Why 'Men in Black III' Started Shooting Without a Script


The current issue of The Hollywood Reporter magazine looks into Sony’s controversial decision (made for tax incentive reasons) to begin production that has caused problems with the time-travel plot and stoked tensions between director Barry Sonnenfeld and producer Walter Parkes.

MIB III was supposed to start filming in October but was delayed until November, reportedly because of disagreements over the script. Even as filming began, Sony brought in screenwriter Jeff Nathanson (Catch Me If You Can) to make revisions. With the first act in the can, production shut down as scheduled around Christmas, but there still was no script acceptable to all parties. The problem hadn't been resolved when the hiatus ran its course in mid-February.

One former studio chief is not surprised that Sony did not come up with a script that passed muster with Smith in the time allotted. "If he wasn't satisfied after it's been years in development, how are you going to fix that at Christmas?" this person asks. And though the prolonged pause in production is costing Sony millions, Smith is under no pressure to approve a script that is not 100% to his liking.

A key player on the film explains that the nature of the project has made it difficult to get the screenplay right. "Any movie involving time travel seems to be difficult if you want to make it work and have no bullshit loopholes, which has taken longer than we thought it would," he says.

But shooting that first act without the remainder of the script in place has only compounded the issues. "It's hard because you're locked into the beginning of the movie," a production source acknowledges. "It creates problems that are just kind of crazy."

According to a source with firsthand knowledge of the situation, Sony expected to save more than $35 million thanks to the New York tax program. But that will be reduced because the hiatus has gone on longer than anticipated. Sony maintains that the extra costs are not substantial. "Because we extended the hiatus from the holidays, few people were on the payroll, so this was a relatively inexpensive decision that has had an insignificant impact on the budget," Elzer told THR in an e-mail.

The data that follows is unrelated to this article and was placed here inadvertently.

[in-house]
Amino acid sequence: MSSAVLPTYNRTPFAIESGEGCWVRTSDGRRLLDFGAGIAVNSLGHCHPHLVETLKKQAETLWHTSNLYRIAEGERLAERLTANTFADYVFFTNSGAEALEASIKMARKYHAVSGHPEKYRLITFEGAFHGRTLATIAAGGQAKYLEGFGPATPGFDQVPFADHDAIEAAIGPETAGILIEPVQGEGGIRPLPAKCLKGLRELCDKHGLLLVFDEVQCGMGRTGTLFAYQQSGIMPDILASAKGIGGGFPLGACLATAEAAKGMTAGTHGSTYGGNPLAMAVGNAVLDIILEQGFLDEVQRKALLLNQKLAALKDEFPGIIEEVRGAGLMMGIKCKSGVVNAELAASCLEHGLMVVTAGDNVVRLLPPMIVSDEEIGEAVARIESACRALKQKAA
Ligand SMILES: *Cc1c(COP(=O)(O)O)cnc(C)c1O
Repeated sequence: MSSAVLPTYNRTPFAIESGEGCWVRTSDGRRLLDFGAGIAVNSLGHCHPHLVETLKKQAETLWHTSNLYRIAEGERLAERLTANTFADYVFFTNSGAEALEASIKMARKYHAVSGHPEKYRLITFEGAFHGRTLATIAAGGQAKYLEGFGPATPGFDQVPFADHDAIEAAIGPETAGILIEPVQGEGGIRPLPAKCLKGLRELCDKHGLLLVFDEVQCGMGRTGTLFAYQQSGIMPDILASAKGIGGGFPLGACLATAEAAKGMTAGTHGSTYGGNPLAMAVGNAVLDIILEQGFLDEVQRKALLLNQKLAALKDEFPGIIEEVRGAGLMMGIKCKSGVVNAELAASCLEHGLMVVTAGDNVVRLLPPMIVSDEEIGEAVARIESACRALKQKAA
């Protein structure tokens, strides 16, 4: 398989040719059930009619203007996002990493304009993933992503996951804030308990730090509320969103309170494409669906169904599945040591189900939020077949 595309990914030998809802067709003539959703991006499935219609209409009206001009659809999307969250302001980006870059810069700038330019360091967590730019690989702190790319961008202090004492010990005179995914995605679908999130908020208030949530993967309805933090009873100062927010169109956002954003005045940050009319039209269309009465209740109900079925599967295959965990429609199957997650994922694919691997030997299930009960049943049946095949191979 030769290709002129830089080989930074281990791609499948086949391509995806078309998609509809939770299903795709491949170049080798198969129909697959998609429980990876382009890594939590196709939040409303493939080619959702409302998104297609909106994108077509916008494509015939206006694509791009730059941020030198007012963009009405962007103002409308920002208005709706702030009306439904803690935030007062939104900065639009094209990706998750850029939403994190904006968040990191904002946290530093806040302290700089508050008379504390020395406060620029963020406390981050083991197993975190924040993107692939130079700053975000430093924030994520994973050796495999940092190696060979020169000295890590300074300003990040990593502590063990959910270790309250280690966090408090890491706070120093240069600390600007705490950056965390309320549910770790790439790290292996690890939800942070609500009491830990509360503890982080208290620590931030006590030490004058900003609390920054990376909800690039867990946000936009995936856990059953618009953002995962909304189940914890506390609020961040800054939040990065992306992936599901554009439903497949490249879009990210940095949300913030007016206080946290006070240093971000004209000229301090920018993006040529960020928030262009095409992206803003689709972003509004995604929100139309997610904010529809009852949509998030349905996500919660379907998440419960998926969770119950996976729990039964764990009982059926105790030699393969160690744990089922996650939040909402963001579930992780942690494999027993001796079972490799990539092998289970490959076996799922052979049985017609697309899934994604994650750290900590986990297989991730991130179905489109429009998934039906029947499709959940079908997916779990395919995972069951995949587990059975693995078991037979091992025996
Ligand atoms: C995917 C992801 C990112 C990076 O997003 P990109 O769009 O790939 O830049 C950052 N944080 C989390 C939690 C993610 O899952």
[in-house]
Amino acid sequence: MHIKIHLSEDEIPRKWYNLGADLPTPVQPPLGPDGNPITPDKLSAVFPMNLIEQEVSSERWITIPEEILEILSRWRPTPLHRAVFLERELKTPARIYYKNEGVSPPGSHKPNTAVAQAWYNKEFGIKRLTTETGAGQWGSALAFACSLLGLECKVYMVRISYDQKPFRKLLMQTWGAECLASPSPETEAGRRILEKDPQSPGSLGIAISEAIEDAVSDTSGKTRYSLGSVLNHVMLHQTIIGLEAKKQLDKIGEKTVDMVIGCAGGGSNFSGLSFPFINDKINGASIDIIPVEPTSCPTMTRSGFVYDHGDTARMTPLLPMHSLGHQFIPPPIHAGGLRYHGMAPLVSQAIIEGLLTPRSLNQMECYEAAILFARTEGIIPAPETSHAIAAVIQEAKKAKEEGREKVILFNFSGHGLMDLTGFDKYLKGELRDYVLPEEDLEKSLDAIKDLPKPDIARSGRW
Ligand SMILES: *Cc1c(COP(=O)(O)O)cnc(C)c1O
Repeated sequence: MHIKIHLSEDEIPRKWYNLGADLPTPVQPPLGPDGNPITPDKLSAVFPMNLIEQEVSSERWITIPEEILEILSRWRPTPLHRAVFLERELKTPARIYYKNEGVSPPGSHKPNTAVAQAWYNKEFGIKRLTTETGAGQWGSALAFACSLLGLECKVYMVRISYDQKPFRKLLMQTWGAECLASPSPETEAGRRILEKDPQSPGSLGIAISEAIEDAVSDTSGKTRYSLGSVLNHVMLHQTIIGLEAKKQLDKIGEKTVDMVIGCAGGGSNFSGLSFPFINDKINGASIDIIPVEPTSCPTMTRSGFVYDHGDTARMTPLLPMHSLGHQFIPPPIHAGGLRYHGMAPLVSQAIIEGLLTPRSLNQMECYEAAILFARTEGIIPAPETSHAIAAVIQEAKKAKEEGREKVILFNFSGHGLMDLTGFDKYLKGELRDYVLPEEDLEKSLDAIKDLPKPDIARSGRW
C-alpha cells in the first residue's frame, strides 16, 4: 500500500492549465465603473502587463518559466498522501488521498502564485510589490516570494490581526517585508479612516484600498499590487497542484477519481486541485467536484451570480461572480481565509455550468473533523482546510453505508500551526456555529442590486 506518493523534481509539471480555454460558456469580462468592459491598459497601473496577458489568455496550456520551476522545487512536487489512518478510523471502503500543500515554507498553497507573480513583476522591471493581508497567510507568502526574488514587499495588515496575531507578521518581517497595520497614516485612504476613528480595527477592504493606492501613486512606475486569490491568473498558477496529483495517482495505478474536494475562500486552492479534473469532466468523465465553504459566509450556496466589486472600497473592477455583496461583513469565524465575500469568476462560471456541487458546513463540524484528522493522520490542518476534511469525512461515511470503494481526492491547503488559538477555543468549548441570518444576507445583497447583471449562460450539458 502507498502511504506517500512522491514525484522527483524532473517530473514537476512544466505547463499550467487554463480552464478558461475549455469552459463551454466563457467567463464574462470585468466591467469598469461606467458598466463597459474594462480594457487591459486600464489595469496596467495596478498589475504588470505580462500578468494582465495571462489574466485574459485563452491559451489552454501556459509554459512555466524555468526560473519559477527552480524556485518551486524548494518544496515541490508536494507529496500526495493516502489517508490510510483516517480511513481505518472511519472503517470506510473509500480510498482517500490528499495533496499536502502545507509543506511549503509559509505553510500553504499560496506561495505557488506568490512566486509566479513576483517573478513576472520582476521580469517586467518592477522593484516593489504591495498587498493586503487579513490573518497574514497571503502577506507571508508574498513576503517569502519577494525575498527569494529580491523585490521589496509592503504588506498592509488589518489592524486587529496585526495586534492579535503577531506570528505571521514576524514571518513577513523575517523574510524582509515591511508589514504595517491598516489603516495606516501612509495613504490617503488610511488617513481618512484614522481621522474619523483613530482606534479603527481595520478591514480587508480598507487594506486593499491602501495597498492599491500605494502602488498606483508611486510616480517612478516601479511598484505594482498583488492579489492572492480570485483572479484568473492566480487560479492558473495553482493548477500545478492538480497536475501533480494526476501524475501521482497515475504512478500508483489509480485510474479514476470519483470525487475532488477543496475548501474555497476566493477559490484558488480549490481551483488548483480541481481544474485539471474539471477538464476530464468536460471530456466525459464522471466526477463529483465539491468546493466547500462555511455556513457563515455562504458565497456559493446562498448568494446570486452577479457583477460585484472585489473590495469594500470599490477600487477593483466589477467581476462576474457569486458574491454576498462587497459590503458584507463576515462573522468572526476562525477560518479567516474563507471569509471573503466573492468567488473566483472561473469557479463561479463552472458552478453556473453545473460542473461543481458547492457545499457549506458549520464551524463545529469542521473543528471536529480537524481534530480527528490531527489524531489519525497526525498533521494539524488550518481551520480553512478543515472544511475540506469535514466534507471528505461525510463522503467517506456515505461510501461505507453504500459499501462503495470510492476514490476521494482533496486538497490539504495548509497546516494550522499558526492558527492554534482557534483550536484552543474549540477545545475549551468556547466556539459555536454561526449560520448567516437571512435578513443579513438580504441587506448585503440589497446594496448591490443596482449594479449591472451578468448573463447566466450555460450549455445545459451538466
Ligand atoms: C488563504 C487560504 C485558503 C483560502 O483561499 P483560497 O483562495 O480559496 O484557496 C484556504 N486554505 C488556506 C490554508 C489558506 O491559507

Elzer says Koepp has already delivered a revision of the script. But by now, the stresses of making the film have stirred old antagonisms -- notably between Sonnenfeld and Parkes. While Sonnenfeld is known as talented but high-strung, Parkes -- noted for a handsome head of gray hair -- often is criticized for heavy-handedness with writers. (Both Parkes and Sonnenfeld declined comment.)

The two men clashed so bitterly on both of the earlier MIBs that at one time, a knowledgeable source says, there were plans to make the third film without the active participation of one or the other. The men made up as MIB III came together, but now they are said to be at odds again, and a source friendly with Sonnenfeld insists the director is not at fault. "A lot of the blame gets put on Barry because he's so neurotic and out there," this person says. "But the real evil here is Walter trying to impose his point of view on things. And because he's so facile and he's got great hair, he wins the day a lot. But what sounds great never materializes into a screenplay."

That point of view is not new. Lawrence Lasker, once a filmmaking partner with Parkes, said a few years ago that Parkes had "a bit of a Salieri syndrome," referring to the composer who was famously jealous of Mozart's genius. Screenwriter Dale Launer (My Cousin Vinny) says Parkes is prone to throwing out many ideas in a process that "sort of cuts your balls off a little as a creative person. He gets to do the fun stuff, and you're supposed to make his ideas work."

The clash between producer and writer appears to have recurred with Koepp. A knowledgeable source says the scribe signed to the latest rewrite with the understanding that he would not be required to meet with or speak to Parkes. Elzer says it was the studio and producers who chose to have Sonnenfeld work directly with Koepp, adding, "This is fairly common."

But it's clear that when it comes to MIB, Parkes derives power from more than just good hair and a persuasive manner. Back when the first MIB (1997) was coming together, he kicked off a mutually beneficial relationship with Steven Spielberg by installing him as a producer on the film, even though Parkes and wife Laurie MacDonald had set up and partially cast the picture at Sony.

When it grossed about $590 million worldwide, Spielberg raked in a profit participation that was rumored to be $100 million. For Spielberg, who has been an executive producer on every film in the series, that proved a gift that has kept on giving.


Men in Black (1997)

$251M domestic
$339M international
$590M Total

Men in Black II (2002)

$190M domestic
$251M international
$441M Total

comments powered by Disqus